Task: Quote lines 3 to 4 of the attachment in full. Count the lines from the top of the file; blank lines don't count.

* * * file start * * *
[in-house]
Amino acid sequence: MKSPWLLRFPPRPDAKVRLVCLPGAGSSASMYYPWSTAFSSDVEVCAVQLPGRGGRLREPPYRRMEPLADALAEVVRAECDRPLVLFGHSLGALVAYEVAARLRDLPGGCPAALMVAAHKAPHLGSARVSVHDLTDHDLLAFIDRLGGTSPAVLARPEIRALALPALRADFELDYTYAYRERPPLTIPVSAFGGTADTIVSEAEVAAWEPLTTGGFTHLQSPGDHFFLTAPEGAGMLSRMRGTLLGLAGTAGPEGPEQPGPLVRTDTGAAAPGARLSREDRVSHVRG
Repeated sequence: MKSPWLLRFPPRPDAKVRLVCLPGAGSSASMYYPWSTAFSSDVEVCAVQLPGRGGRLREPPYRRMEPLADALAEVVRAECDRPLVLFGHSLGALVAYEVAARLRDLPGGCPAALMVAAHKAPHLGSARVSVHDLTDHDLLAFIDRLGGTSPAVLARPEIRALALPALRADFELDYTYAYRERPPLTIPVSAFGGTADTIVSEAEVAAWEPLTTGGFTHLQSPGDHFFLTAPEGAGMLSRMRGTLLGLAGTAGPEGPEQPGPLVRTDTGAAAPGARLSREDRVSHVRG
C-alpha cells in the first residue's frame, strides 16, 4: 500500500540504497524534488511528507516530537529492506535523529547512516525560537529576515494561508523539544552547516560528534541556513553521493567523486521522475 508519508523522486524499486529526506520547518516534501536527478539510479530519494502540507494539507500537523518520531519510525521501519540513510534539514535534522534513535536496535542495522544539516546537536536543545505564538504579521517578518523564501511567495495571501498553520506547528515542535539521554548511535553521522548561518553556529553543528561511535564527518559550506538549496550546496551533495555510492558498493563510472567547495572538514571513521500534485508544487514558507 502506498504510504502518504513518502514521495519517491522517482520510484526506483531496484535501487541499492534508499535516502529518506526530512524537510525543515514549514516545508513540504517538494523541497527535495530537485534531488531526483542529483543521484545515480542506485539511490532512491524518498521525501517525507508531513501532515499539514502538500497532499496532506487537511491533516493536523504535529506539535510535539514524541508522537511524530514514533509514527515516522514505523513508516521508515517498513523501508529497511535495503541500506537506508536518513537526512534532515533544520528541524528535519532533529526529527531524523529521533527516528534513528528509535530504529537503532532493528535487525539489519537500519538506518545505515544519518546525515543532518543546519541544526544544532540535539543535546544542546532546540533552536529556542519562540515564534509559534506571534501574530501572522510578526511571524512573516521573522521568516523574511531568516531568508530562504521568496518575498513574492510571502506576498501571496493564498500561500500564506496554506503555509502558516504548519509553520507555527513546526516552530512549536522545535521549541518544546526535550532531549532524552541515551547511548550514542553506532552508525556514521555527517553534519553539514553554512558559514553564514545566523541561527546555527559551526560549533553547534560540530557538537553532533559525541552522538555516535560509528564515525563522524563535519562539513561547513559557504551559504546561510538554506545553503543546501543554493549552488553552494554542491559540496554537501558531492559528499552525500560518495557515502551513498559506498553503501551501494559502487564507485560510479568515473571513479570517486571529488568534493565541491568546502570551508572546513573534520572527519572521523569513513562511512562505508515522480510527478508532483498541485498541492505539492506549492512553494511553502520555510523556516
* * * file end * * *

Repeated sequence: MKSPWLLRFPPRPDAKVRLVCLPGAGSSASMYYPWSTAFSSDVEVCAVQLPGRGGRLREPPYRRMEPLADALAEVVRAECDRPLVLFGHSLGALVAYEVAARLRDLPGGCPAALMVAAHKAPHLGSARVSVHDLTDHDLLAFIDRLGGTSPAVLARPEIRALALPALRADFELDYTYAYRERPPLTIPVSAFGGTADTIVSEAEVAAWEPLTTGGFTHLQSPGDHFFLTAPEGAGMLSRMRGTLLGLAGTAGPEGPEQPGPLVRTDTGAAAPGARLSREDRVSHVRG
C-alpha cells in the first residue's frame, strides 16, 4: 500500500540504497524534488511528507516530537529492506535523529547512516525560537529576515494561508523539544552547516560528534541556513553521493567523486521522475 508519508523522486524499486529526506520547518516534501536527478539510479530519494502540507494539507500537523518520531519510525521501519540513510534539514535534522534513535536496535542495522544539516546537536536543545505564538504579521517578518523564501511567495495571501498553520506547528515542535539521554548511535553521522548561518553556529553543528561511535564527518559550506538549496550546496551533495555510492558498493563510472567547495572538514571513521500534485508544487514558507 502506498504510504502518504513518502514521495519517491522517482520510484526506483531496484535501487541499492534508499535516502529518506526530512524537510525543515514549514516545508513540504517538494523541497527535495530537485534531488531526483542529483543521484545515480542506485539511490532512491524518498521525501517525507508531513501532515499539514502538500497532499496532506487537511491533516493536523504535529506539535510535539514524541508522537511524530514514533509514527515516522514505523513508516521508515517498513523501508529497511535495503541500506537506508536518513537526512534532515533544520528541524528535519532533529526529527531524523529521533527516528534513528528509535530504529537503532532493528535487525539489519537500519538506518545505515544519518546525515543532518543546519541544526544544532540535539543535546544542546532546540533552536529556542519562540515564534509559534506571534501574530501572522510578526511571524512573516521573522521568516523574511531568516531568508530562504521568496518575498513574492510571502506576498501571496493564498500561500500564506496554506503555509502558516504548519509553520507555527513546526516552530512549536522545535521549541518544546526535550532531549532524552541515551547511548550514542553506532552508525556514521555527517553534519553539514553554512558559514553564514545566523541561527546555527559551526560549533553547534560540530557538537553532533559525541552522538555516535560509528564515525563522524563535519562539513561547513559557504551559504546561510538554506545553503543546501543554493549552488553552494554542491559540496554537501558531492559528499552525500560518495557515502551513498559506498553503501551501494559502487564507485560510479568515473571513479570517486571529488568534493565541491568546502570551508572546513573534520572527519572521523569513513562511512562505508515522480510527478508532483498541485498541492505539492506549492512553494511553502520555510523556516